• Personal medical history — Talking about your personal medical history helps your doctor understand what the root cause of your SIBO could be.
  • Family medical history — Discussing your family medical history may reveal genetic dispositions towards certain gastrointestinal disorders, such as SIBO.
  • Physical examination — Endoscopies are invasive physical exams that can help diagnose SIBO. 
  • Blood test — A SIBO blood test can detect SIBO caused by food poisoning. These blood tests typically measure antibodies against toxins and nerve proteins. More often, a blood test would simply rule out conditions other than SIBO.
  • Urine test — Urine testing can detect significant bacterial markers, but it’s almost impossible to know the origin of these markers. Urine tests are best used in conjunction with other tests.
  • Stool test — Comprehensive stool testing can help determine the bacterial makeup of your large and small bowels.

Treatments for SIBO

How do you treat SIBO? You can treat it in various ways, depending on the root cause of your SIBO, but its treatment boils down to 3 basic steps (the 3 R’s):

  1. Reduce small intestine bacterial overgrowth
  2. Restore gut motility
  3. Repopulate good bacteria in your large intestine

You can achieve this process of reducing, restoring, and repopulating in several ways.

  • Avoid antibiotics. If you take too many antibiotics, you can develop antibiotic resistance, which comes with its own issues. You may even develop a secondary or worsened infection from the antibiotics themselves. On occasion, antibiotics are necessary, but they should be used only as a last resort.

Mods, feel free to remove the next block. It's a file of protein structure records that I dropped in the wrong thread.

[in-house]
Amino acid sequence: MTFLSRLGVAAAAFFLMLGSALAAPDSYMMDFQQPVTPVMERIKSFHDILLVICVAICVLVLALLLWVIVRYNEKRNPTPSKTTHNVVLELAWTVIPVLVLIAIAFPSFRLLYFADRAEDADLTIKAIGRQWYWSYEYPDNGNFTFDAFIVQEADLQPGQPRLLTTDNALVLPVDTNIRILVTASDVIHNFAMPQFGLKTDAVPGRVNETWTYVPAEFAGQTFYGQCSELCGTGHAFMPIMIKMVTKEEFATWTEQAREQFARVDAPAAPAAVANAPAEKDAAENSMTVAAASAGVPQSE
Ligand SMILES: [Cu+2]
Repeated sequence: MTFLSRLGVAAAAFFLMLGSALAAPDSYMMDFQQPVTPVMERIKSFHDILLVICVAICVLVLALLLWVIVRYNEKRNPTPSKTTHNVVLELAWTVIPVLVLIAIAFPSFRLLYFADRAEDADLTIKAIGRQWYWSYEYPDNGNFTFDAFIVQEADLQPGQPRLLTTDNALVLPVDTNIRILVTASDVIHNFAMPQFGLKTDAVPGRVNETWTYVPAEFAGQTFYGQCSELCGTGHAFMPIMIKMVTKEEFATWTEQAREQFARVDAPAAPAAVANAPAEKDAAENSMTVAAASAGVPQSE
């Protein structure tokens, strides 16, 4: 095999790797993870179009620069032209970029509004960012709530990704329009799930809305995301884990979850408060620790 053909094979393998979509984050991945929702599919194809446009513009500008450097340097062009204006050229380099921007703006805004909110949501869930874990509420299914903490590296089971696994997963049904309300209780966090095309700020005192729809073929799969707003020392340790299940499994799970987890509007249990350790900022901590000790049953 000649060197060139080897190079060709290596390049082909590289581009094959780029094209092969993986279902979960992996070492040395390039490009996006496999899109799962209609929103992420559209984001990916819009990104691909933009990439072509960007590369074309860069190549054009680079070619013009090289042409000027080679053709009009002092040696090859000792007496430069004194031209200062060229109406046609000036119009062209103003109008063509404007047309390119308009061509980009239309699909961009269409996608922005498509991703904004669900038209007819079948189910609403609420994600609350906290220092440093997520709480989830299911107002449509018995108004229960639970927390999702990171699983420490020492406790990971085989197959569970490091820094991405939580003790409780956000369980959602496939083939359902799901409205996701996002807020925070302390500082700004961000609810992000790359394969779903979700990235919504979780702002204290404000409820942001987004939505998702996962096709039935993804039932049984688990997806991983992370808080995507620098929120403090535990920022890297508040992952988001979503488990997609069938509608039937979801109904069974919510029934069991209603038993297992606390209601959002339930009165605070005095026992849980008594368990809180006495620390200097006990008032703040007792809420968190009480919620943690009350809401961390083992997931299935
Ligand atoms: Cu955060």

• Reduce daily stress whenever possible. Constant stress activates immune responses that, in the long term, harm our bodies. One of many ways that stress can make our immune system turn against us is by triggering SIBO. Cutting out stress may help treat SIBO, and restore normal gut motility.
  • Eat a SIBO diet to treat and prevent SIBO. We recommend the low-FODMAP diet, which is also helpful for managing IBS. This means avoiding honey and ripe bananas for SIBO or IBS.
  • Try a dietary supplement. We recommend incorporating supplements such as oregano oil or garlic extract (because of the allicin).
  • Don’t use probiotics until you are sure the small intestine bacterial overgrowth is addressed. Probiotics help repopulate your large intestine with good bacteria, but they can also worsen small intestine bacterial overgrowth.

There are medications to treat SIBO. Typically, we don’t prescribe pharmaceuticals unless absolutely necessary. Here are a few medications that may treat it:

  • Prokinetics, like prucalopride or naltrexone
  • Antibiotics, like rifaximin or neomycin
  • Antispasmodics, but mainly for patients experiencing diarrhea more often than constipation

SIBO patients typically consume less fiber and less vitamin B2, B6, and B9 than individuals who do not suffer from it. We always recommend consuming plenty of fiber and enough B vitamins to assist in treating and preventing SIBO.

Individuals with active SIBO can find that supplemental fiber exacerbates pain and bloating, so discuss taking supplemental fiber outside your food with your practitioner.

Outlook for SIBO Patients

Many mainstream gastroenterologists and researchers would call SIBO “incurable,” but we disagree! They really mean that we need to address the root causes that have led to bacterial overgrowth. There are multiple treatments that PrimeHealth provides to address the root causes. 

Live in the Denver area and struggling with SIBO symptoms? Get a FREE in-person consultation with a member of our medical staff! Schedule your appointment today.